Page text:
Fujifilm X-T3: Stylish shooter with superb handling

The Fujifilm X-T3 has well-designed controls and a comfortable rubberised grip.
The Fujifilm X-T3 has well-designed controls and a comfortable rubberised grip.

The Fujifilm X-T3 is the latest flagship model of the Japanese imaging firm's X-T mirrorless camera series.

Its major improvements come in the form of an upgraded 26.1-megapixel APS-C X-Trans CMOS 4 image sensor - up from its predecessor X-T2's 24.3-megapixel image sensor - and a faster X-Processor 4 image processor that is said to be three times faster than X-T2.

As a result, the X-T3's autofocusing (AF) performance is 50 per cent faster than that of the X-T2's and it comes with more AF points at 425, compared with the X-T2's 325.

Even though it is 27g heavier, 1mm taller and 1cm deeper than the X-T2, the X-T3 does not look much different. Its design and manual-control dials are still inspired by the SLR film cameras of yesteryear.

An aperture ring on the lens lets users adjust the aperture size, while a shutter-speed dial on the top right of the camera is for changing shutter speed.

On the top left of the camera is the ISO dial. Both the ISO and shutter-speed dials have a lock button that you press to activate to prevent accidental turning. This makes better sense than with the X-T2, on which you need to press the lock button to turn the dial.

Only the exposure compensation (EV) dial does not have such a locking mechanism. But I have yet to encounter any accidental turns when handling the camera, as this EV dial has greater resistance than the other dials.


  • PRICE: $2,299 (body only), $2,899 (with XF 18-55mm f/kit lens)

    IMAGE SENSOR: 26.1-megapixel APS-C X-Trans CMOS 4

    DISPLAY: 3-inch tiltable touchscreen LCD with 1,040,000 dots; electronic viewfinder with 3,690,000 dots

    SENSITIVITY: ISO 80 to 51,200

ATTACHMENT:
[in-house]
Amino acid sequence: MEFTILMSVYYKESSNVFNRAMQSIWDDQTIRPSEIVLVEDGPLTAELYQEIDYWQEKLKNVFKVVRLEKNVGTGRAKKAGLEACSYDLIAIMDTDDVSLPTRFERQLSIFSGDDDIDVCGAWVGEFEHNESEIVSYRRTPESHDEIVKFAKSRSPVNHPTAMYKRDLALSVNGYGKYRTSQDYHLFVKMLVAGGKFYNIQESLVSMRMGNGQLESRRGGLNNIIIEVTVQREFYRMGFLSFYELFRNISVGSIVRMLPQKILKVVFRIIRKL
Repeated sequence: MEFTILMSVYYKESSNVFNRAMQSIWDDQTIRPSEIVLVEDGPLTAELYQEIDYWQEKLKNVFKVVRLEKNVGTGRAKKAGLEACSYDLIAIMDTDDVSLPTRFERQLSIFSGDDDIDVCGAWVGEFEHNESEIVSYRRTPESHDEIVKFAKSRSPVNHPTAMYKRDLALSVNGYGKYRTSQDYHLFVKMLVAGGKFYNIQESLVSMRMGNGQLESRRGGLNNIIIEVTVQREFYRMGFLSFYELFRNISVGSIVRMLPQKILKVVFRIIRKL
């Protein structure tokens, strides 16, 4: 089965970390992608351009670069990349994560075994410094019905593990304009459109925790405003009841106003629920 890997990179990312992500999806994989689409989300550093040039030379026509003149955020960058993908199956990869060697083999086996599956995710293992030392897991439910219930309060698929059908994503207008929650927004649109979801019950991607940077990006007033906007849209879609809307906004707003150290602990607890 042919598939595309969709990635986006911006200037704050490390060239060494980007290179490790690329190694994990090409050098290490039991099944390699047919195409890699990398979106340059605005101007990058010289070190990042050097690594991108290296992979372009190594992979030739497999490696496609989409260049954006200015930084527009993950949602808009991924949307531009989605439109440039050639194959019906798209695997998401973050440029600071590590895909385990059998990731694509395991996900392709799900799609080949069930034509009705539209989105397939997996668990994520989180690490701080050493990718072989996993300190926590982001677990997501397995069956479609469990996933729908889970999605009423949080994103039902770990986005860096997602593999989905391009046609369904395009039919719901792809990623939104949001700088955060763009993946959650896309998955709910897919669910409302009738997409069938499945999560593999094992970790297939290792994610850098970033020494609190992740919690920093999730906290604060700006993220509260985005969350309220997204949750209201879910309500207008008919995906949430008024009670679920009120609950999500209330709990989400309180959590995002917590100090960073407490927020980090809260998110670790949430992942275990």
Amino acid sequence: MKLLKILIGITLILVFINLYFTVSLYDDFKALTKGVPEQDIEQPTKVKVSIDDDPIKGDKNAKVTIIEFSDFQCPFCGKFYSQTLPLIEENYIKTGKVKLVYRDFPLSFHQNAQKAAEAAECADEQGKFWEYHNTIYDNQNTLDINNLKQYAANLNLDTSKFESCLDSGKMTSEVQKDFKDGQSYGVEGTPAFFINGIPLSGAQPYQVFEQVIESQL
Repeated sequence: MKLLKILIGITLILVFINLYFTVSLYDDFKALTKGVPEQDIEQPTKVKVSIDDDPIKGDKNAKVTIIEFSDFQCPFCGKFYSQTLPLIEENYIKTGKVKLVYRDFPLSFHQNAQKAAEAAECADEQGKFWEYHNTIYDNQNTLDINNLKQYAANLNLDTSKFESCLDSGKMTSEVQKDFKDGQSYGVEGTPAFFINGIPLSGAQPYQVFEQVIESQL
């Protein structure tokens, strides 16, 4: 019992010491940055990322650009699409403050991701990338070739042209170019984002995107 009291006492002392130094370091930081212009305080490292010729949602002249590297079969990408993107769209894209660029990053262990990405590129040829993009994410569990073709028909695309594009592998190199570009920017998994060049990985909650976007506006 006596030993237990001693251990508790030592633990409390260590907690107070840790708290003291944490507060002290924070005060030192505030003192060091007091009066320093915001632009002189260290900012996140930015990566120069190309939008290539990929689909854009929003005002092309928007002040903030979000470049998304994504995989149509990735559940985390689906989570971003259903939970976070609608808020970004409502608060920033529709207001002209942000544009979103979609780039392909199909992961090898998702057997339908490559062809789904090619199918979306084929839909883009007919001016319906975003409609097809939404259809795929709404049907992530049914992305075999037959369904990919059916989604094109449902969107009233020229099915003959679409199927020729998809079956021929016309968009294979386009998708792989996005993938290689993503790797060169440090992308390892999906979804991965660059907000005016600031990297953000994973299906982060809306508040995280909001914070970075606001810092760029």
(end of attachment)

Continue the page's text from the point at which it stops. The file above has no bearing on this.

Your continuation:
SHOOTING SPEED: Up to 11 frames a second

    CONNECTIVITY: Bluetooth, Wi-Fi

    WEIGHT: 539g (body with battery and memory card)


  • FEATURES: 4/5

    DESIGN: 5/5




    OVERALL: 4/5

My favourite control remains the rear joystick, which is sited beside the thumb rest. It lets you change AF points quickly as well as navigate the menu.

Above the joystick is a Q button that lets you access the most used functions in one menu window.

The settings in this menu, which includes dynamic range, film simulation modes, noise reduction levels and others, can be changed using the clickable command dial at the back of the camera.

Add these well-designed controls to a comfortable rubberised grip and sturdy body and you get a camera that handles superbly. It looks and feels good when held too.

The camera can be charged using a USB-C cable. This means one less charger to take along for your travels. It comes with two SD card slots, allowing you to have either more storage or immediate backups.

The X-T3 starts up in less than 0.5 seconds and shuts down in one second. This is faster than most mirrorless cameras' power up and shut-down timings of two seconds each.

With an SD card that has a writing speed rated at 90MB a second, the X-T3 was able to capture 34 RAW images in 3.2 seconds before the buffer ran out. That is about the advertised speed.

The AF performance is fast for a mirrorless camera. Using the 18-55mm f/2.8-4 kit lens, getting a focus in bright sunlight is almost instantaneous. In dim lighting conditions, it takes one second at most to secure a focus with the aid of the AF assist light.

During video recording, I was able to achieve sharp focus within one second at most, whether panning to a new scene or zooming into a subject. The 4K videos I shot are crisp and detailed.

The still image quality is excellent, with great dynamic range (DR) - especially when you crank up the DR setting to 400 per cent - and sharp details. Colours are accurate and vivid, even in the standard film simulation mode.

The ISO performance is stellar too. There is no image noise at ISO 1,600. Noise artefacts start to appear only at ISO 3,200, but photos are usable up to IS0 12,800. Anything above ISO 12,800 is not recommended, as there is too much chromatic noise.

Battery life is rated at 390 still images on a full charge. But the battery went flat after I took about 370 images - the average for mirrorless cameras.

• Verdict: Apart from its average battery life, there is nothing to fault about the Fujifilm X-T3. If you are looking for a great value-for-money APS-C mirrorless camera, the X-T3 is highly recommended.

A version of this article appeared in the print edition of The Straits Times on October 10, 2018, with the headline 'Stylish shooter with superb handling'. Print Edition | Subscribe